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KNOX PEACE RR8QU?.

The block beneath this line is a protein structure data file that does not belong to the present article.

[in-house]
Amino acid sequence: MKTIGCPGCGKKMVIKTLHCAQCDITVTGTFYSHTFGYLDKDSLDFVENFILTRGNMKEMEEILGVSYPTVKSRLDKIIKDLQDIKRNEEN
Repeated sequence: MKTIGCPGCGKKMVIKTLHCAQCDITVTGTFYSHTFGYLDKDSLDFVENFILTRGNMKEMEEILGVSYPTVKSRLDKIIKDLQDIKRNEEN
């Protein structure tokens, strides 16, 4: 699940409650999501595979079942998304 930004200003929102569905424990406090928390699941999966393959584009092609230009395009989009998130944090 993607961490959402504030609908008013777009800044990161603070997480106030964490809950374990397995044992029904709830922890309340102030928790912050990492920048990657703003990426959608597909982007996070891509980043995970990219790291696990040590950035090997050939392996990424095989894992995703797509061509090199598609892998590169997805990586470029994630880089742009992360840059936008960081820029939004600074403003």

iiM£D BY THE HOUSE Wa lington, May 28.— The Sena tor Knox peace resolution was killed today by the house which failed by twenty-eight votes to override Presi dent Wilson's evto of the measure. I ARMERS' XATIOWAIi COL WOT, ADDRESSES LF7TTBR TO POIJTICAL PARTIES Washington, May 28.—Govern ment ownership of the railroads and merchant marine was demanded to day by the Farmers' National Council in a letter addressed to the demo crats and republican committees anil signed by George P. Sampton, direc tor of the Council. Other planks the farmers demand are legislation to control packers, taxes on lands and other natural resources held for spec ulation, adequate and cheap credit for farmers and protection of farm ers' co-operative societies from prose tion under anti-trust laws. RAILROAD MANAGEMENT CRITICISED Washington, May 28.—The na tion's railroads must go back under government control unless private managers begin to operate efficient ly and without calling on the govern ment for financial assistance, Daniel C. Roper, big corporation head, warn ed today. Business men will demand lesumption of government control unless service is bettered quickly, Raid Roper. Private management now seems to be costing the public mil lions under the guarantee clWM of the transportation act. SMALL NEWSPAPERS ABE ASSISTED CHICAGO PUBLISHER RELEASES lOO TONS OF NEWS PRINT FOR THEIR IMMEDIATE USE Chicago, May 28."—Victor F. Law son, publisher of the Chicago Daily News, has released 100 tons of new print to be distributed to smaller newspapers which are in need of sup plies and are reported to face sus pension if immediate assistance is not given them, it was announced today. A number of newspapers through out the country are without mill con nections, according to J. L. Fearing, western manager of the International Paper company, who said that the action of Mr. Lawson and other large publishers in releasing part of their tonnage at the request of the Inter national Paper company, George H. Mead company and other concerns had saved the lives of many papers. Mr. Fearing, who asked Mr. Law •on to release the tonnage, s^id he found him anxious to co-operate in the plan for newspaper relief. At Mr. Lawson's request the paper will be distributed by Mr. Fearing, who said this action, and that of otheT large publishers, had ^lready had a softening effect upon the "spot" mar ket, and that there were indications of an early adjustment of the news print situtation. Mr. Fearing stated that so far as possible the distribution of the paper would be effected through the com mittee on newsprint supply with which the Inland Daily Press associa tion is affiliated through Willard E. Carpenter, of the Lincoln, III., Cour- ier-Herald, chairman of the executive newsprint committee A. W. Peter son, of the Waterloo, la., Courier W. D. Lindsay, of the Marion, Ind., Chronicle E. P. Alder, of the Daven port, la.. Times, and Roscoe Chap man. of the Rockford. 111., Star. -o- MOl'TH DAKOTA TltA(EDY NEAR! IARKI:R EARI.Y TODAY Parker, May 28.——fclverett L«uus, 32, formerly an inmate of the hos pital for insane.. killed his father and mother with an axe at their farm ten miles northwest of here early today. Young Loos became, angry when hi father asked him to finish planting a field of corn. HITS 10 I INEFFICIENCY OF PRIVATE ALLEGES BIG PROFITS IN SALES OF OLOT1I—EXCEED 900 TL 4M PER CENT New York, May 28.—The Ameri can Woolen company, of New York, the American Woolen company, of Massachusetts, and Win. M. Wood, president of both companies, were charged with profiteering in woolen cloth in an indictment returned here by the federal grand jury. The indictment contains fourteen counts, charging fourteen individual violations of the Lever act in the sale of cloth at unjust and unreasonable prices. The first count in the indictment charged the company with the sale on January 7, 1920, of 79 yards of cloth, which cost $2.25 a yard, tor $3.67% a yard. Another count al leges that a piece of cloth which cost $1.62 a yard was sold on January 12, 1920 for $3.25 a yard. Other counts charge similar transactions. It developed. Assistant District At torney H. A. Smyth said, that the company was receiving 3 5 per cent profit above cost, although Mr. Wood claimed the profit proposed by th' company for its 1920 business was 12% per cent. The amount of pro fits which the company was realizing, he said, exceeded "on .the average from 300 to 4®0 per cent those of 1919." Mr. Wood, in a staJement made In Boston, April 28, declared: "There is absolutely no just ground for the suggestion that this company has charged excessive prices for its cloth, or has gained an unrea sonable or excessive prifit." The American Woolen company. Mr. Smyth said, is the largest manu facturer of woolen cloth in the United States and to a large extent domin ates the trade. "The department, therefore, feels that it has unearthed one of the most important cases of profiteering known since the amendment to the Lever act went into effect," he said. The Investigation disclosed "a most astounding condition of affairs with regard to these companies and their president," he added. The cost-plus system of fixing prices apparently was adopted by the company for the first time this year, according to Mr. Smyth. Profits in creased on an average of 300 per cent as a result, he asserted. In view of this increase, Mr. Smyth said, and, "notwithstanding that the manufac turing and selling companies are sub jected to an expense on account of the same man beijig president of both companies, of nearly $1,000,000 com pensation for commissions and sal aries, the 1920 statement should prove a most interesting docume.it If the companies are permitted to carry on this campaign of profiteer ing which they so boldly started out to inaugurate at the beginning of this year." Charles Evans Hughes has been re tained as counsel for the defendants. To Investigate I. W. W. Activities FORTHIIfE HIGH IXTKKISTIMJ EXERCISES OM.MI:\CI:MI:\T—I:\CEL- liEVT ADDRESS BY IIAB- 1H STERNHEIM i' trents of the graduates who re c« unl their diplomas at the central building last night and friends of education to the number of several hundred filled the high school audi torium to witness the commencement c.ercisos beginning at eight o'clock. Following the opening piano num ber by Miss Lila Palmer and the high school chorus those present sat under the magnetic personality of Rabbi Sternheim who delivered an address of unusual merit, on the subject of ideals. The speaker launched out on Americanism, drawing comparisons of the conditions and times socially, educationally and industrially as they were ten years ago and as they are at present. He remarked that before the war predatory, business exploited everything and everybody in reach. He maintained that conditions ara changed now—changed for the bene fit of all and especially for the uplift of humanity. Business today is con ducted on a legitimate profit basis. Directing his attention to the large graduating class the speaker sought to woo them to high ideals—to careers that meant helpfulness to the race. His compelling argument was that the wealth of the nation rest 1 upon the students and graduates of our institutions of learning much more than upon our financial ratings and bursting treasury vaults. The climax of the address, ir 'ave terms, touched on the niorallt -oblem us a true foundation to racy. H^ drew in strong contrast nominal pay of hard working teachers and the highly paid specialist in other pro fessions, expressing his sympathy for the former. The entire address was the product of clear thinking and sound judgment. Rabbi Sternheim left an impress for good upon the class and auditors alike. After a sbng number by the high school chorus Miss Alice Montgom ery, principal of the high school and intimate friend of each graduate, pre sented the class to the board of edu cation, who. through their president, George It. Farmer, gave each mem ber the official credential that certi fied to th* work done and the credits merited through four years of indi vidual painstaking work. In this connection it might be add ed that at 9 o'clock a. m. today the splendidly edited and illustrated high school annuals were distributed to the seniors and their most intimate friends. The editorial and advertis ing staff of the particular publica tion are to be congratulated upon the success they have achieved in put ting out in such neat form a complete history of the class, and its various athletic and social phases. SITE PISSES LAST OF SUPPLY BILLS SUNDRY CIVIL APPROPRIATION ACT CARRIES $440,000,000. Washington, D. C., May 28.—The $440,000,000 sundry civil appropria tion bill, the last of the regular an nual government supply bills, was passed by the senate today and sent to conference. The bill as passed carried ao amendment giving congress authority to determine what government publi cations shall be published, but au thorizing those now being issued to be continued until June 30, 1921. Except that power to control govern ment publication is vested in con grees instead of in the joint congres sional printing committee, the amendment is similar to the one which resulted in the president re cently vetoing the legislative appro priation bill. The senate also adopted without debate an amendment appropriating $1,500,000 for the use of the bureau of internal revenue in guarding in toxicating liquoite held in warehouses and for enforcing the national prohi bition act. Another amendment to pay the railroad fare home from Washington of war workers who re sign or are dismissed from service #t. Paul, Way .—Ctevernor Burn- between now and July 1 next. quist sent Major Garrison af the na- Other legislative riders added by tional guard to Bemidji to invest!- the senate included authority to ex gate, following a plea by Attorney tend use of the $300,000,000 revolv Ravin, of the Shevlin-Carpenter lum- ing fund of the interstate commerce ber interests, that their property wa£! commission from five to fifteen years, endangered by I. W. W, activittai. The commission now is arranging for MADISON, SOUTH DAKOTA, FRIDAY, MAY 28, 1920 AT •long term loans from this fund to the railroads to be used in obtaining more cars. The septate accepted an amendment by Senator Robinson, democrat, of Arkansas, appropriating $22,500 for •ontinuance of the federal employ ment service. Of that amount the amendment provides that $25,000 shall be used for the mobilization of workers to harvest the wheat crop in various parts of the country. o IF MILLION "ANGEI/' OF 1TOOD CAMPAIGN ON WITNESS STAND—NAMES OTHER COXTRIIU'"TORS Washington, D. C., May 28.—Col. William Cooper Proctor, Cincinnati manufacturer, who has been describ ed as "the angel" of Maj. Gen. Leon ard's Wood's Ohio campaign, testi fied at the senate investigation of pre-convention political financing that he had advanced $500,000 to Wood's national organization. He es timated that contributions from all other sources would not make as much. The committee of inquiry also went into the expenditures of three other candidates during the day. Former Representative C. C. Carlin, of Virgina, manager of Attorney Gen eral Palmer's national organization, testified that its cash expenditures had been $59,610. James W. Gerard, former ambassador to Germany, has spent $14,000—all his own money as a presidential candidate, acocrding to his manager, S. T. Jones, of Den Moines, la., while Representatives Louis Crampton, of Michigan, said about $13,000 had been spent in his state for Senator Johnson, republi can, California, this total not being included in the Johnson national compaign account previously fixed ar $63,138. Mr. Carlin was questioned more extensively about alleged underpay ments of incofhe tax by the Crucible Steel company, and Mr. Dupuy, form er chairman of the board of directors of that company, than he was con cerning campaign expenditures. He told the committee that the largest contributor to Mr. Palmer's campaign was Mr. J. Guffey, who gave $10,^00, and who was identified as a prom inent oil man. The name became confused with that of Col. James McClurg Guffey, former democratic national commit teeman from Pennsylvania, and Afr. Carlin said afterwards that Col. Guf fey was the man he had in mind. It developed, subsequently, however, that the contributor was Joseph F. Guffey, of Pittsburg, also an oil man, and a former democratic national commiteeman from Pennsylvania. Col. Proctor testified that besides advancing $500,000 to Gen. Wood's campaign fund he had made a con tribution of $10,000. He objected to naming other contributors, saying that the men charged with handling the campaign finances would gi\e names and exact amounts. Urged by members of the committee, how ever. he said that Ambrose Monel had given $20,000, and that William Wrigley, a fellow like me" and "Mr. Byllesby, New York banker," had been large contributors. The witness said that his own ad vance of money to the general's cam paign had been "as idealistic as giv ing to the Red Cross during the war," and added that he "intended to ad vance as much more as he felt would be proper." To Undermine the Constitution New York, May LIQUOR SLEUTH WAS IN SP ALL1. small minority of the population conceal ing their design under the word 'labor' are threatening to undermine the constitution," Elbert S. Gary, president, of Iron and Steel Institute, declared in addressing the anna.t meeting here today. These men, he said, have already secured some leg is lation which is wrongfully discrim inating. Resolutions Express Sympathy for Ireland Washington, May 28.—Resolu tions expressing sympathy of the public with the aspiration of Irish people, for a government of their own choice, was favorably reported by the foreign affairs committee to dty by a vote of eleven to seven. The plans are to ask action on resolu tion In the house next week. IN PIT ErTING RASI :MI:NT OF il l) MOON Sill I S ROME Mitchell. May 28.—Wood Smith, Mitchell, deputy state sheriff, nar iwly escaped falling into a 15-foOt ^.t in the basement of the home of Henry Heints, a resident of Arta«, Campbell county, who was accused of having a supply of liquor. No legitimate reason could be giv en for the presence of the pit in the cellar. It was located in a dark cor ner of the basement behind the fur nace, and had a layer of broken bot tles on the bottom. Mr. Smith was searching In the basement of the Heintz home for con cealed liquor. Mr. Heintz was Willi him and gave him no warning con cerning the pit in the corner of the basement. When asked to explain the pres ence of the pit there, all he said was: "Oh, I started to dig a well there once." Mr. Heinta was arrested cm the charge of having a quantity of in toxicating liquor in a pool hall of which he is proprietor, and was re leased for trial later under bonds of $1,000. William Slegler, Herreld, was placed under arrest and had bonds placed at $1,000, on a charge of sell ing intoxicating liquor and operating a gambling house. n Bolshevists and the British Londonn, May 28.—Gregory Kras sine, Bolshevist commissioner, here today admitted he would endeavor to reach an understanding with the British government on the resump tion of trade with soviet Russia. o— Big Fine for Profiteering Syracuse, N. Y., May 28.—Weeds, incorporated, of Binghampton, was found guilty of profiteering in viola tion of the Lever act today and fined $31,000 by Judge Manton In federal court. Excess charges Ml clothing sales weif charged. —o Presbyterians Quit Inter-Church Work Philadelphia, May 28.—The Pres* byterian church today has severed its connection with the Inter-Church World Movement. Legal difficulties were given as the cause. Battle Between Strikers and Guards Water Power Bill Passed After Big Fight WabhiUelon, May 28. Ending a twelve-year the senate today passed the water power bill as it came Hi*' conference. The house having agreed on measure it now goes to President Wilson for signature. Daily Market Report Minneapolis (jiruin Minneapolis, May 28.—Corn. Mar ket higher offerings light and de mand good. No. 3 yellow closed at $1.84 @1.85 No. 3 mixed at $1.83^/ 1.84. Oats. Buyers reduced bids and premiums ruled easy. No. 3 whites 17(?/18c over July. No. 3 whites closed at $1.03*4 @1.04%: No. 4 whites at 98 $1.2 V4 Rye. Unchanged, demand good No. 2 at 12 13c over July. No. 2 rye closed at $2.03 2.04 %. aBrley. Market l@2c higher de mand good, offerings small. Price closed at $1.25 @1.62. Sioux City, May, 28.—Tops were boosted up to $14.35, which is 20c over what the crest has been for the last three days. The bulk of the sales ran from $13.50 @14.25 and the long strings generally landed within a $13.75 @14.00 spread. Is never out of data, inent to its fireside. You should be as quick as others ia learning the advantages of having & bank account in a reliable bank where your DEPOSITS ARE GUARANTEED UNDER STATE LAW DAKOTA STATE BANK Madison, South Dakota OUR IDEA The family that saves brings co^taat- As often aa you invest in sound securities the easier it becomes to save. You want every dollar you invest to yield you and yours a substantial return and there is something al most sacred about your savings. We know how you fael and we realise our responsibility When we encourage hundreds to deposit in our Savings Depart ment, and come to us for securities. We can always suggest something well adapted to your needs. We will be pleased to have you call at aar office and secure a little paper on Economic Conditions, Governmental Finance and United States Securities, which is Issued each month. FIRST NATIONAL BANK Bristol, R. I., May 28.—Three men were shot and a score were injured when strikers and guards at. the Na tional India Rubber plant engaged in a pitched battle when Governor Beekman ordered out the troops..1— The battle was preciptated when wo ||llll||lllllllllllllllllllllllllllllllllllllllllllllllllllllllllllllllllllllllllllllllllllllllllllll(.1lg men attacked a girl clerk. o CAPITAL AND SUKl'LUS 1100,000^0 The Madison Creamery ROGNESS BROS., Proprietors 1 Makers of High Grade Butter 5 Manufacturers of Peerless Ice Cream and Soft Drinks Highest Market Price Paid for Cream PHONE 2341 MADISON, & D. tiliiiniiiiiiiiiiiiiiMiiHiiiiiiiiiiiiiiiiHiiiiiiiimimiiHiwiiHiiiBimwiiwinnMUiiimg I W. KETCHAM & SON COAL Kentucky Lump Splint Lump Large and Sni&H Briquets PHONH fcflMrt- Service to oar customers and to the community In which wa do business. We want our customers to feel at home, whether to deposit, to borrow, or talk over their business with our Officers. We solicit your business on above principles. Let us prove our ability to serve you. MADISON. SO DAKOTA Old Fashioned ihtrtnti -•ftfliiiiH-'ii Egg Hard Coke